Soldier killed near Hebron hit by IDF bullet, Palestinian car
Unclear whether Staff Sgt. Eyal died from Palestinian cab's impact or gunshot wound to head.
The Israel Defense Forces said Tuesday that a reserve soldier killed Monday night at a roadblock near Hebron was hit both by a vehicle driven by a Palestinian taxi driver and a bullet from a gun belonging to one of his comrades.
An investigation showed that Staff Sergeant Tziki Eyal, 23, from Mazkeret Batya, had been struck in the head by an IDF bullet, although it is not clear whether he died from the gunshot wound or from being hit by the car.
The IDF is still investigating whether the driver, 30-year-old Iyad Dwek, had intended to kill Eyal or whether it was an accident.
Dwek was shot dead by other IDF soldiers at the roadblock. A preliminary investigation revealed that he had no ties to terror organizations, and no weapons were found in his car.
Prior to the incident, there had been no Israeli deaths in the territories for three months.
The incident took place close to 10 P.M. Monday night, at the Halhoul bridge. An armored corps unit on reserve duty put up a surprise roadblock on the bridge, which is used by Palestinian traffic. The roadblock was set up after soldiers at the nearby "pillbox" position reported hearing shots. The soldiers' intention was to identify the men who had opened fire.
The road below the bridge is used by settlers.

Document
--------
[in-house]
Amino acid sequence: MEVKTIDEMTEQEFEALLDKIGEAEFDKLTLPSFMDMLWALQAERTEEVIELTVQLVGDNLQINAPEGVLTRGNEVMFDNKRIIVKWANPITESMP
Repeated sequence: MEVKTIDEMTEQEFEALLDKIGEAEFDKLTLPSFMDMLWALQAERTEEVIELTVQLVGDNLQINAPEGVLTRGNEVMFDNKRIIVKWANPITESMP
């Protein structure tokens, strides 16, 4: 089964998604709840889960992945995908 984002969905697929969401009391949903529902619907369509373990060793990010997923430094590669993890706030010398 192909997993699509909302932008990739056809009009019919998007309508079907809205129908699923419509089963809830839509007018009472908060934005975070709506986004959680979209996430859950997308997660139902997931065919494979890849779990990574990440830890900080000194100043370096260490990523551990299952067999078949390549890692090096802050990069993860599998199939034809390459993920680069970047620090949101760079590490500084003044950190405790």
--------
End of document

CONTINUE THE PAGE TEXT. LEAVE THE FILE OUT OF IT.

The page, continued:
The reservists at the roadblock reported that the taxi was seen approaching, and a soldier stepped out to flag down the driver, who was alone, for inspection.
At first the driver slowed, but suddenly sped up and drove straight at the soldier, running him over and critically injuring him. The other soldiers then opened fire at the driver, who died instantly. An ambulance crew called to the site was unable to save the injured soldier.
The IDF has been on high alert in the vicinity of Hebron because thousands of Jews had been expected to visit the Tomb of the Patriarchs on Tuesday.
The IDF sent reinforcements to the area and together with the Shin Bet security force immediately began checking the background of the driver to establish whether it was likely that he had been involved in a terrorist act, as appeared from the incident.
They are also investigating other possibilities, such as that the driver did not see the soldiers in the dark, or was trying to avoid being checked for other reasons.